Treating Physicians = Unretained Experts Requirng Rule 26(a)(2)(C) Disclosures, Not 26(a)(2)(B) Reports — Even If They Form Opinions as to Causation After Treatment Rather Than During Treatment

O'Leary v. Kaupas, 2012 U.S. Dist. LEXIS 95769 (S.D.N.Y. July 11,2012):

Defendant Paul Kaupas ("Kaupas") moves this Court to bar the testimony of three of Plaintiff Marlis O'Leary's ("O'Leary") expert witnesses because the witnesses failed to submit written reports under Federal Rule of Civil Procedure 26(a)(2)(B). The three expert witnesses at issue -- Doctors Susan Sherman, Cosme Lozano, and Gayarthri Sundaresan -- each treated O'Leary for post traumatic stress disorder ("PTSD"). Because Rule 26(a)(2)(C) does not require written reports of non-retained expert witnesses, Kaupas's motion is denied.

Expert witnesses are required to provide a written report under Rule 26(a)(2)(B) only "if the witness is one retained or specially employed to provide expert testimony." Banister v. Burton, 636 F.3d 828, 833 (7th Cir. 2011). Treating physicians that testify about observations made during treatment are generally not required to file an expert report under Rule 26(a)(2)(B). Coleman v. Am. Family Mut. Ins. Co., 274 F.R.D. 641, 644 (N.D. Ind. 2011) (internal citations omitted). Kaupas argues that the three treating physicians are required to comply with Rule 26(a)(2)(B) because they formed their opinions on the cause of O'Leary's PTSD after they treated her, rather than during the treatment. Kaupas relies on Meyers v. Nat'l Railroad Passenger Corp., in which the Seventh Circuit held that a treating physician is required to submit a Rule 26(a)(2)(B) report if he plans on testifying on the cause of an injury and if the physician did not determine the injury's cause during treatment. 619 F.3d 729, 734-35 (7th Cir. 2010). A physician would not be required to submit a Rule 26(a)(2)(B) report if causation was determined during treatment. Id.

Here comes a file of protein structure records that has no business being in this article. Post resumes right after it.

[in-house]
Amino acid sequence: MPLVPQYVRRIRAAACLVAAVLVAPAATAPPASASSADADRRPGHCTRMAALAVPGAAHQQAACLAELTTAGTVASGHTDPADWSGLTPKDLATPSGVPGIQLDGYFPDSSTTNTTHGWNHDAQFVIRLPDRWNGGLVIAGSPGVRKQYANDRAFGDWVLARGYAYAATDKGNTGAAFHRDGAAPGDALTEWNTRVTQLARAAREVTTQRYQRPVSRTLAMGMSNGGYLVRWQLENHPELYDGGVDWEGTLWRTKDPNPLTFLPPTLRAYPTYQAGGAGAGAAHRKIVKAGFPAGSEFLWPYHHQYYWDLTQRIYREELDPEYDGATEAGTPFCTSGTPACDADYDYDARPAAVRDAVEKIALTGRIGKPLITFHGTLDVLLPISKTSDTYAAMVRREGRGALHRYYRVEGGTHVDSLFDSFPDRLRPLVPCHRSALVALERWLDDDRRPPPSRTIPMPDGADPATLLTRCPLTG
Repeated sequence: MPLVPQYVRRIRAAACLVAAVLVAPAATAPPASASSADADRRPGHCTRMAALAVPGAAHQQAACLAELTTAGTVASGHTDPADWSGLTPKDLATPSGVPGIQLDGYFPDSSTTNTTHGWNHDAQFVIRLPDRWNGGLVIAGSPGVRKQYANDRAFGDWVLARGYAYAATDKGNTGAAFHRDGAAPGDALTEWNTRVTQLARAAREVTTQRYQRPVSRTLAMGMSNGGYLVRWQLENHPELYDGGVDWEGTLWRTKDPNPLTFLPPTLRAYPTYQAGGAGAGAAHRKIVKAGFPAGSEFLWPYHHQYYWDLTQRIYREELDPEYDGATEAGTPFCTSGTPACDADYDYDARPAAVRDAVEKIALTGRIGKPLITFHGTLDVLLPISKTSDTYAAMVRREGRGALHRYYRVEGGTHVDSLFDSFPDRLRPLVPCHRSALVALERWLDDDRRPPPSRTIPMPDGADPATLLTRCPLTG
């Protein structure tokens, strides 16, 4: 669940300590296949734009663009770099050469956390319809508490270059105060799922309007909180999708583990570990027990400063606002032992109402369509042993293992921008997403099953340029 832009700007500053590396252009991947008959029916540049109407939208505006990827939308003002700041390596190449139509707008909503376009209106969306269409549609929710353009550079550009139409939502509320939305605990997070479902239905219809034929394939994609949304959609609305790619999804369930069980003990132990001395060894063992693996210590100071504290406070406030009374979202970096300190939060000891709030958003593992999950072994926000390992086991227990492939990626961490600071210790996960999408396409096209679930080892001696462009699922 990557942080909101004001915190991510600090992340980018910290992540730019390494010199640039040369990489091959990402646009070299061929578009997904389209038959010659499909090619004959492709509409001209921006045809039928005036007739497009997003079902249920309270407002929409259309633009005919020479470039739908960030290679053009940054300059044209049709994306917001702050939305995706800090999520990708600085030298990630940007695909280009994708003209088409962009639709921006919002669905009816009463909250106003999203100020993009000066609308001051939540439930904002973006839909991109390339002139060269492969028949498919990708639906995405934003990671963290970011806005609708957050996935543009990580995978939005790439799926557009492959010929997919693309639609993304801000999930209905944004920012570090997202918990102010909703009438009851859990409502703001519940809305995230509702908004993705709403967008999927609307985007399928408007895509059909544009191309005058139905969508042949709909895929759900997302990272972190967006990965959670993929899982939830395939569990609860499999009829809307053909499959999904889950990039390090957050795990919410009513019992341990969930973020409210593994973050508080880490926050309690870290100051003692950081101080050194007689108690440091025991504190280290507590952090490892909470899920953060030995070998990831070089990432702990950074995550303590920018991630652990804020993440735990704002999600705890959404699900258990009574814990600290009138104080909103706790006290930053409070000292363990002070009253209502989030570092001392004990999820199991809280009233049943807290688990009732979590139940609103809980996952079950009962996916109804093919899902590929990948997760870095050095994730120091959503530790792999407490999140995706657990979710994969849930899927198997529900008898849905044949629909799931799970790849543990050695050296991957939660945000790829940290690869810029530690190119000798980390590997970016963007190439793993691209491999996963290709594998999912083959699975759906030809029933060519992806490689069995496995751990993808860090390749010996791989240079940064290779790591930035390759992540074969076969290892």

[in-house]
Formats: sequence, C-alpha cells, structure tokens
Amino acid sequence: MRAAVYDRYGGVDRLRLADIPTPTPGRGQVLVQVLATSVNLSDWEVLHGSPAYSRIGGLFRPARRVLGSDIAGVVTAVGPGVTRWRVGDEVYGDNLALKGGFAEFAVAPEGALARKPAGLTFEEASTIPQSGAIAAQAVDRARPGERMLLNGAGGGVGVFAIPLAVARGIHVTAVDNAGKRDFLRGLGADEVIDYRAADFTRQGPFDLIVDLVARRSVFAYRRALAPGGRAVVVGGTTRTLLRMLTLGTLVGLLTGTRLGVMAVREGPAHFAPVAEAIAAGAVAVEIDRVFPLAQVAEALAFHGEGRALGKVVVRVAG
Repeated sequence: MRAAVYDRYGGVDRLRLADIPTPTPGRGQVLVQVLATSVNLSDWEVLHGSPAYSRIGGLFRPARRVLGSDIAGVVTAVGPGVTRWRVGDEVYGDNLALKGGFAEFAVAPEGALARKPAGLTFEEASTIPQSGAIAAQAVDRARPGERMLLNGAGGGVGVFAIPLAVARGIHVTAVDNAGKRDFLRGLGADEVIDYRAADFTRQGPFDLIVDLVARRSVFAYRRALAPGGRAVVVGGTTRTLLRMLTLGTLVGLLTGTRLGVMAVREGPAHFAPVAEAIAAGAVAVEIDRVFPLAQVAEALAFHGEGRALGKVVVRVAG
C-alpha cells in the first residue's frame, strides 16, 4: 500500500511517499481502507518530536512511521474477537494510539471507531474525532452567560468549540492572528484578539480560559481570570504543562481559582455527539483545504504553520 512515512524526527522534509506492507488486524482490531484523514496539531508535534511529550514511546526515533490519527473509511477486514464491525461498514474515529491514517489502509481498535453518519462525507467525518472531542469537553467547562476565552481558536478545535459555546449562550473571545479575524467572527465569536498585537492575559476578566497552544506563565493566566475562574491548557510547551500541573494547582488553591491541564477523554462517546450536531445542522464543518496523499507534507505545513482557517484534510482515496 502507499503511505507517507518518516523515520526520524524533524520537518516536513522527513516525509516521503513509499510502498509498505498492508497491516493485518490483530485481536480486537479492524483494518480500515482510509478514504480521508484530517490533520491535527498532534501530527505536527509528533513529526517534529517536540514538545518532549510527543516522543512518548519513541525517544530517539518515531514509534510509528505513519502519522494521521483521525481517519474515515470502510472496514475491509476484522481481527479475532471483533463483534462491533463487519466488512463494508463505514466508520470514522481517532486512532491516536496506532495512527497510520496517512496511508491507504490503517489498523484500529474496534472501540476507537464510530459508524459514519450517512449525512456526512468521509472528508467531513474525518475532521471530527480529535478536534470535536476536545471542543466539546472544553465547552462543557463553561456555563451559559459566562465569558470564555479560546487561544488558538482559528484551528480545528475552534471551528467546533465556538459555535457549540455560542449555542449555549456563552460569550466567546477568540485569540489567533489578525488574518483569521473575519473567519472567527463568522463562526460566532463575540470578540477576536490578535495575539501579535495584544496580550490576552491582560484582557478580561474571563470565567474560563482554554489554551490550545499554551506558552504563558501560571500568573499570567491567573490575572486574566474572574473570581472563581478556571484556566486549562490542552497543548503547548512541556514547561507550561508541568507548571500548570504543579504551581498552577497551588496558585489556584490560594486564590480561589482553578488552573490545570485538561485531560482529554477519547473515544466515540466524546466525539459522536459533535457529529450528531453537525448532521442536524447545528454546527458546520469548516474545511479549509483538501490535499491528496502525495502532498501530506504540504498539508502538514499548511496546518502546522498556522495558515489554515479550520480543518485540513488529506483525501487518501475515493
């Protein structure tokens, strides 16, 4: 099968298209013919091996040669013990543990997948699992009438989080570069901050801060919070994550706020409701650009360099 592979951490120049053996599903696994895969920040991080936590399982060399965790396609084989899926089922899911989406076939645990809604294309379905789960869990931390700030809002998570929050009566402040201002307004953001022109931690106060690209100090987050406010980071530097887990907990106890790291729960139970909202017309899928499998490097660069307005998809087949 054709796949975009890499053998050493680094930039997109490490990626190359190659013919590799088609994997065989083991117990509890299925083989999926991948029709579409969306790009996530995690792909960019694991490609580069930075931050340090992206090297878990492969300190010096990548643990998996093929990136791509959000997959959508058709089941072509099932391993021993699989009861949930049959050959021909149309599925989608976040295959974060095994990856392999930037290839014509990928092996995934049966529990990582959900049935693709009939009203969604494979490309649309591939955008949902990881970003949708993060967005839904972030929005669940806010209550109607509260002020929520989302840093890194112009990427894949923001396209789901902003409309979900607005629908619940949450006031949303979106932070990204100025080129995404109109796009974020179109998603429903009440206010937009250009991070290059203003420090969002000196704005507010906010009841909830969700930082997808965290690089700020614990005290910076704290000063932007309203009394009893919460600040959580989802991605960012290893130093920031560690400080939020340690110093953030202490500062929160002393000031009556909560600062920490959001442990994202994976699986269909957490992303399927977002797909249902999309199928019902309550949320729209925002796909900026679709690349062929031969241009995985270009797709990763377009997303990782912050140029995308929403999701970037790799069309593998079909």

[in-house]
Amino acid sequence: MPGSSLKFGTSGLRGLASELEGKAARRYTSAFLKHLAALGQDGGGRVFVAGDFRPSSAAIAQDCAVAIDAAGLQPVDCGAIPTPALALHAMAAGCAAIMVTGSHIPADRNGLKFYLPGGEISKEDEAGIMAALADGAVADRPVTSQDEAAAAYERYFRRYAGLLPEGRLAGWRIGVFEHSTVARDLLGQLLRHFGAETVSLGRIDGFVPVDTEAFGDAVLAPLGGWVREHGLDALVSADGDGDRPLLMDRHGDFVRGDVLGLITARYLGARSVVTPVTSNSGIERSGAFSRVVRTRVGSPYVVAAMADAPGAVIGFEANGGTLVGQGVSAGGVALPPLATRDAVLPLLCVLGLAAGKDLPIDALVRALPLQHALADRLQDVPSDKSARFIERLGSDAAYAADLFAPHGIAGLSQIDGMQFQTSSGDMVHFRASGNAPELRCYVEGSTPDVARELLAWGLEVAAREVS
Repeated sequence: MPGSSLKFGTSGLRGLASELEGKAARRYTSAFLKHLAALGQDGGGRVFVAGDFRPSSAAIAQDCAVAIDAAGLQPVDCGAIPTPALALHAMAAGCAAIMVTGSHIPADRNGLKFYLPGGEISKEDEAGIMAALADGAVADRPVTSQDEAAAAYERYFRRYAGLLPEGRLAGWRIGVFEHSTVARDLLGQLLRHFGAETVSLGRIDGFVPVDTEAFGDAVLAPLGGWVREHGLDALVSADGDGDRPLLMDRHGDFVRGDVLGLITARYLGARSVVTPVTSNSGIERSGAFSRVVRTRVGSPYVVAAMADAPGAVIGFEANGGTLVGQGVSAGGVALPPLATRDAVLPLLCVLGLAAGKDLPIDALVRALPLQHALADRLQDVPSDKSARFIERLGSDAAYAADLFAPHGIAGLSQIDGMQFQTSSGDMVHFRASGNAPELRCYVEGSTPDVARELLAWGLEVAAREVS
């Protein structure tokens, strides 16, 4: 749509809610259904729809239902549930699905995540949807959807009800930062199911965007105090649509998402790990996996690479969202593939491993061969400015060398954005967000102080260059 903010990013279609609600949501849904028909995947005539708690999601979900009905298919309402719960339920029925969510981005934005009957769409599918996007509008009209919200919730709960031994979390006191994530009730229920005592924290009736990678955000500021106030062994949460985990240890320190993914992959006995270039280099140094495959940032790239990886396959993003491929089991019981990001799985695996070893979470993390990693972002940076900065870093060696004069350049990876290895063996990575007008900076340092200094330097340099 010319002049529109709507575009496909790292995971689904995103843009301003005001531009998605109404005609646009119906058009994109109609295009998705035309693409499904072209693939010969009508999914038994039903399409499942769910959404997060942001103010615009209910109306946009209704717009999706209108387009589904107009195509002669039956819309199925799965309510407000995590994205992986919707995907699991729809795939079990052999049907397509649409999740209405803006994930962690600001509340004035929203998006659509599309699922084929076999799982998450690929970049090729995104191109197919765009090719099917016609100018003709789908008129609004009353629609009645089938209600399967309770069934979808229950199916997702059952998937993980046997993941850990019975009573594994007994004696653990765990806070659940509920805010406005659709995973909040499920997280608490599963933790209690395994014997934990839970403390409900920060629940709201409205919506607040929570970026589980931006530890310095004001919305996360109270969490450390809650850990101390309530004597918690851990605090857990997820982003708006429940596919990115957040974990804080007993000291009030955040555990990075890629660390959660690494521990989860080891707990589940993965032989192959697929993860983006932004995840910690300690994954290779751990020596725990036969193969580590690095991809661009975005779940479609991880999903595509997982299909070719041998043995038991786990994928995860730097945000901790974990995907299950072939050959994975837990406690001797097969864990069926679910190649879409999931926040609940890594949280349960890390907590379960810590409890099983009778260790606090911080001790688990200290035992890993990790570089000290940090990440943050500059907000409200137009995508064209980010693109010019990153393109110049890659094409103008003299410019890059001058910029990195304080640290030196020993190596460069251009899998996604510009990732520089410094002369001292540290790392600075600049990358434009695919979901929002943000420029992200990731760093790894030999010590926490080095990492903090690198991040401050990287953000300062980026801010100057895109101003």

The Advisory Committee on the Rules of Civil Procedure recognized the difficulty created by requiring a non-retained expert, such as the treating physicians in Meyers and those at issue here, to file an expert disclosure under Rule 26(a)(2)(B). The Committee responded in December 2010, months after Meyers was decided, by adding Subpart C to Rule 26(a)(2). Fed. R. Civ. P. 26(a)(2)(C) Advisory Committee's Note (2010) ("ACN"); Coleman, 274 F.R.D. at 645. Subpart C requires less stringent disclosures with respect to expert witnesses who are not retained. The ACN [Advisory Committee Note] identifies "physicians or other health care professionals" as "frequent examples" of expert witnesses covered by the amendment because they are typically not retained. ACN ("Courts must take care against requiring undue detail [from non-retained expert witnesses], keeping in mind that these witnesses have not been specially retained and may not be as responsive to counsel as those who have."); see also Coleman, 274 F.R.D. at 645 (Subpart C "appears to speak directly to experts, such as treating physicians, whose testimony often blurs the line between fact and opinion.").

The three witnesses in this case appear to be of the very kind that the Advisory Committee had in mind when promulgating Subpart C -- non-retained treating physicians providing expert testimony. In light of Subpart C, the fact that O'Leary's experts formed their opinions after treatment does not require an expert disclosure under Rule 26(a)(2)(B). Rather, they need only provide a disclosure identifying the subject matter on which they intend to present evidence, and a summary of the facts and opinions to which they are expected to testify. Fed. R. Civ. P. 26(a)(2)(C). Because O'Leary's physicians have done so, Kaupas's motion to exclude their testimony is denied.

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